Karl Miller wrote:

> It has seemed to me that with the baby boomers, like myself (probably the
> first generation to be able to record at relatively low cost)
> trying to decide what should be done with their stuff after they are
> gone, we are looking at the beginning of an unprecedented flood of
> historical sound documents coming to light...and looking for a home.

At the risk of making myself even less welcome here, I concur heartily. 
I am deluged with offers of recordings made in the last half-century. 
These are from people who are pleased to have their efforts disseminated 
yet are not seeking recognition - they simply want to share. When they 
understand that that is my only motivation, they have been known to 
plead with me to include their gem in a compilation or at least to post 
it on the WWW. I try to comply and have thereby offered performances 
previously unknown or known but thought to have been lost.

Of course, I am not an institution in the sense of Karl's post and my 
objectives and limitations differ from those of a library or an archive. 
An institution cannot afford to flaunt the law as I do; it serves a 
different audience in a different way.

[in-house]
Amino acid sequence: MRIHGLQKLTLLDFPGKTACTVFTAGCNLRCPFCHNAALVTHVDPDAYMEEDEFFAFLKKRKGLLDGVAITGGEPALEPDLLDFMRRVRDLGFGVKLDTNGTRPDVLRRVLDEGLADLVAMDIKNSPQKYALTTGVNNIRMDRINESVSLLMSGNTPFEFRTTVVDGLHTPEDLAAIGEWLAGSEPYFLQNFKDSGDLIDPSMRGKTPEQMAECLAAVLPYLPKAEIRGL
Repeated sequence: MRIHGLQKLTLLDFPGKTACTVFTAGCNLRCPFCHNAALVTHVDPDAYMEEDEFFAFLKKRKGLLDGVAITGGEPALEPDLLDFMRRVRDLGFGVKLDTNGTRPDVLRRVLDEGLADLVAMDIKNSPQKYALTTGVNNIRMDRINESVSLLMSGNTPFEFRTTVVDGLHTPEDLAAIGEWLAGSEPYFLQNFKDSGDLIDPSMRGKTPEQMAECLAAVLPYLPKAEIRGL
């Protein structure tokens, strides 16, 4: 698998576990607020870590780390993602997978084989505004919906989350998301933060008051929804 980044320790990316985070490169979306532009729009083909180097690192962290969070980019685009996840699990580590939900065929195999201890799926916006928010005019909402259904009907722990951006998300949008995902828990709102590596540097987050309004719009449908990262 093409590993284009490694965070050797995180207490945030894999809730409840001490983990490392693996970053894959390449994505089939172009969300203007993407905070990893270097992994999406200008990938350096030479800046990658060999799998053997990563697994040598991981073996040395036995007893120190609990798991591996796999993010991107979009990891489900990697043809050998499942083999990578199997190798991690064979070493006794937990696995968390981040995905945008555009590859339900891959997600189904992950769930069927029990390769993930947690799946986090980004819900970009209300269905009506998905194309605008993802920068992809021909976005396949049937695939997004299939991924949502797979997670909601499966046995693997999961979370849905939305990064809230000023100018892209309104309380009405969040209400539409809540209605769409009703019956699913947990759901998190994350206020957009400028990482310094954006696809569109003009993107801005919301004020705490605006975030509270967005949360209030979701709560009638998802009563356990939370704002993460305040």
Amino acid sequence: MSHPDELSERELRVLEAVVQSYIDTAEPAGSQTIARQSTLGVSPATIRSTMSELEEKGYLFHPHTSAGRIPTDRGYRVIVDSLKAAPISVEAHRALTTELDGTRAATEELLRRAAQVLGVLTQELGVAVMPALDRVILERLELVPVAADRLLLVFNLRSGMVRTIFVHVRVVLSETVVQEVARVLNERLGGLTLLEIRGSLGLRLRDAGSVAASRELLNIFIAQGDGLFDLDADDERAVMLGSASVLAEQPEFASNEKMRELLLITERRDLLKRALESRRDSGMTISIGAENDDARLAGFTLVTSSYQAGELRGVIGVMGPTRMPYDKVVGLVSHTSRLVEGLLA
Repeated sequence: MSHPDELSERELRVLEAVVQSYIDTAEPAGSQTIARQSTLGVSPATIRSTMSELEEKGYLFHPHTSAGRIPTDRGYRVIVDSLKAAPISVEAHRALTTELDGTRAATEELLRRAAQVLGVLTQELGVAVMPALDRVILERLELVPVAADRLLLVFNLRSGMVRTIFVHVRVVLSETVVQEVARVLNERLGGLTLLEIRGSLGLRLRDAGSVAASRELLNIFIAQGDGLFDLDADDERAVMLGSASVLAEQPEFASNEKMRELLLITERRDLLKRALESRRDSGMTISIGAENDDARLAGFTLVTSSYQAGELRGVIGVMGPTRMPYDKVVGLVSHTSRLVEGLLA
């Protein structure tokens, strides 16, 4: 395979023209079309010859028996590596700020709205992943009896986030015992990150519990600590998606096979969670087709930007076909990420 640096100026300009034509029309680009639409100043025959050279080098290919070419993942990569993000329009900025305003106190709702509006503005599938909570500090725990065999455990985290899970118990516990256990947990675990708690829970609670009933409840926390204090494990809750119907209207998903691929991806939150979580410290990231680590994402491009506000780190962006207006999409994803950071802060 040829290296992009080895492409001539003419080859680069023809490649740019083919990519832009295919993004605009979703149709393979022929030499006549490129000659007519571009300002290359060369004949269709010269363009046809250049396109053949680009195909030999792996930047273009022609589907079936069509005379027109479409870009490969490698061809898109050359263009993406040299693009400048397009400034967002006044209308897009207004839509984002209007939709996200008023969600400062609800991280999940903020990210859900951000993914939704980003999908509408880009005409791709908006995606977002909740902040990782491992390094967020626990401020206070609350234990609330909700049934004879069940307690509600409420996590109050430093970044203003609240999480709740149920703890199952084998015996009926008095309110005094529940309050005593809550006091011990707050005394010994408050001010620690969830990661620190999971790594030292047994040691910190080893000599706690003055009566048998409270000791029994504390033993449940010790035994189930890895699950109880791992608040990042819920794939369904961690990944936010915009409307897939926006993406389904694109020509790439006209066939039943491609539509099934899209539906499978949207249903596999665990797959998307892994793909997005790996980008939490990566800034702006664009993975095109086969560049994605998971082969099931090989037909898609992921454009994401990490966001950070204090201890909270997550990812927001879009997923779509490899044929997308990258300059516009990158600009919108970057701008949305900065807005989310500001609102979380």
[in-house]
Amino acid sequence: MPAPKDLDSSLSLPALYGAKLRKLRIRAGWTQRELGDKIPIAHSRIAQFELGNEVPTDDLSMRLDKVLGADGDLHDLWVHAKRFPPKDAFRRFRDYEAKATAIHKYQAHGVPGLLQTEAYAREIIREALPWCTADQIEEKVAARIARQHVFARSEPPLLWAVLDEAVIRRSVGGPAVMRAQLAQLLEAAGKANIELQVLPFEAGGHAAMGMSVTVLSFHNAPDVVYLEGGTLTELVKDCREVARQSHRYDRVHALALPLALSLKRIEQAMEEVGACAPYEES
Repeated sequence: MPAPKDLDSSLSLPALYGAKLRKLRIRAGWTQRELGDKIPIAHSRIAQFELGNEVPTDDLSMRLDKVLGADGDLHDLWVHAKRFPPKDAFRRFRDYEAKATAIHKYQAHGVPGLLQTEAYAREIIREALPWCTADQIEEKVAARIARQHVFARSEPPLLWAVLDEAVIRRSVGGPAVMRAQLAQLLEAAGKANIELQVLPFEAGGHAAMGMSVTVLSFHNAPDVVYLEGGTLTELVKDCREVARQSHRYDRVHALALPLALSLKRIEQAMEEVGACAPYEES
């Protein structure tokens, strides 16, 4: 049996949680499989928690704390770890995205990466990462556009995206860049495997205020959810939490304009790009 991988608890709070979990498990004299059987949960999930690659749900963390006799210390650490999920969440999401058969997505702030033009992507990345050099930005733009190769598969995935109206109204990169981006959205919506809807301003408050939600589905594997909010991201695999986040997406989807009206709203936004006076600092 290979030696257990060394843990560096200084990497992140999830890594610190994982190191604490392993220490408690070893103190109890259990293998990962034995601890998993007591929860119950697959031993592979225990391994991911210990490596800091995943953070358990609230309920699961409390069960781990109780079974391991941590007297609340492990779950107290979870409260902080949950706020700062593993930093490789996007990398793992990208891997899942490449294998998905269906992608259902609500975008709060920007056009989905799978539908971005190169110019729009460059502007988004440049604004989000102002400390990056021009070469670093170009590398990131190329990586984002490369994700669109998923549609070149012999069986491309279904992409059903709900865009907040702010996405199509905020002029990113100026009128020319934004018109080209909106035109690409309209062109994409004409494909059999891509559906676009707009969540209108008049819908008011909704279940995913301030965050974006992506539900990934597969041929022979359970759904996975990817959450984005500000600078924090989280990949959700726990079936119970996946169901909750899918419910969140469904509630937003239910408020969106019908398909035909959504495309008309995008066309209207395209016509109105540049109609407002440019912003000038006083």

Let me make it specific. A few years ago, I released a CD-ROM with the 
complete master classes offered at Juilliard by Maria Callas. EMI had 
published excerpts and John Ardoin (who provided the tapes) had 
published a book about some of them, but this was the first and is the 
only comprehensive treatment. I am told that the disc has been quite 
popular at the Juilliard Gift Shop and it continues to sell well through 
the Internet sources. The tapes I used for the project now reside in the 
LoC where I assume they could be accessed by properly accredited 
scholars. The dealers and distributor recoup their costs through sales; 
again, neither I nor my colleagues accept compensation for our efforts.

My purpose in publication was to make the insights of those forty-plus 
hours available not only to scholars but also to ordinary students of 
singing, to teachers, to producers and to fans. Though there is argument 
that my use was within the verbal agreement of the parties involved 
(Callas, other participants, Juilliard and EMI), that could no longer be 
proved by the time of issue. Who would have benefitted by suppression of 
the disc? Who was deprived by its publication? Would it be sufficient to 
satisfy the law by having the master tapes (quarter-inch of far from 
archival quality) the only remaining record?

For the record, the original Juilliard recordings appear to have 
disappeared or been discarded by the school. They had made two copies. 
One went to EMI for the excerpts, but vanished en route from EMI to the 
Callas estate; EMI did not copy those they did not use. The second copy 
was given to John Ardoin for his book without restriction (hence the 
verbal agreement above). When I became involved, John had sent them from 
his home in Texas to a friend in England for his own enjoyment. That 
friend has the only extant CD-DA copy of the tapes; I sent it to him in 
appreciation of his role in the publication. Since then, he moved for 
some time to Sri Lanka and has since returned to the UK. I've no idea 
where he and the CDs are today.

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